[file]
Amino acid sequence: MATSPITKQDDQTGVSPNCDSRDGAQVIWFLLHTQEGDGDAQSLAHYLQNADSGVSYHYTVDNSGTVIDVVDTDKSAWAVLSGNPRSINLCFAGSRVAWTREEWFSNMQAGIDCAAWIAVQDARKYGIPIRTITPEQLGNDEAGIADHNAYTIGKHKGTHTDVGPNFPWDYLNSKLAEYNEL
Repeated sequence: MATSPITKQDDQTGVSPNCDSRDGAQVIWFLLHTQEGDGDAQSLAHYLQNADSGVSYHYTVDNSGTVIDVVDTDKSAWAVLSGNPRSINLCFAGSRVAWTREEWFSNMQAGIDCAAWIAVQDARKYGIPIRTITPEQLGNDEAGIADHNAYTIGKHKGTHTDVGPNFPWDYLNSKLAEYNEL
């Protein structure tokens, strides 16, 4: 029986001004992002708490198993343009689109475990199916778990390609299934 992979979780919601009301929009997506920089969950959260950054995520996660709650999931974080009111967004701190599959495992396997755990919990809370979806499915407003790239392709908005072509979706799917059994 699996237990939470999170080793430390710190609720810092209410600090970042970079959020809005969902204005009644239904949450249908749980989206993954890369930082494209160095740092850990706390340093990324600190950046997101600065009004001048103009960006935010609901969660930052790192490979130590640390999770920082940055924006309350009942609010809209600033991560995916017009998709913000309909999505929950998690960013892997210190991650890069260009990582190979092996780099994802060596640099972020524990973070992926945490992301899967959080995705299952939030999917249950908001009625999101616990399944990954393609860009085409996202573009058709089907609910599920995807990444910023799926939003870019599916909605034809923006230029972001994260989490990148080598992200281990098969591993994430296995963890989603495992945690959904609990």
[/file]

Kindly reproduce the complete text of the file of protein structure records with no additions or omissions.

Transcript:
Amino acid sequence: MATSPITKQDDQTGVSPNCDSRDGAQVIWFLLHTQEGDGDAQSLAHYLQNADSGVSYHYTVDNSGTVIDVVDTDKSAWAVLSGNPRSINLCFAGSRVAWTREEWFSNMQAGIDCAAWIAVQDARKYGIPIRTITPEQLGNDEAGIADHNAYTIGKHKGTHTDVGPNFPWDYLNSKLAEYNEL
Repeated sequence: MATSPITKQDDQTGVSPNCDSRDGAQVIWFLLHTQEGDGDAQSLAHYLQNADSGVSYHYTVDNSGTVIDVVDTDKSAWAVLSGNPRSINLCFAGSRVAWTREEWFSNMQAGIDCAAWIAVQDARKYGIPIRTITPEQLGNDEAGIADHNAYTIGKHKGTHTDVGPNFPWDYLNSKLAEYNEL
């Protein structure tokens, strides 16, 4: 029986001004992002708490198993343009689109475990199916778990390609299934 992979979780919601009301929009997506920089969950959260950054995520996660709650999931974080009111967004701190599959495992396997755990919990809370979806499915407003790239392709908005072509979706799917059994 699996237990939470999170080793430390710190609720810092209410600090970042970079959020809005969902204005009644239904949450249908749980989206993954890369930082494209160095740092850990706390340093990324600190950046997101600065009004001048103009960006935010609901969660930052790192490979130590640390999770920082940055924006309350009942609010809209600033991560995916017009998709913000309909999505929950998690960013892997210190991650890069260009990582190979092996780099994802060596640099972020524990973070992926945490992301899967959080995705299952939030999917249950908001009625999101616990399944990954393609860009085409996202573009058709089907609910599920995807990444910023799926939003870019599916909605034809923006230029972001994260989490990148080598992200281990098969591993994430296995963890989603495992945690959904609990």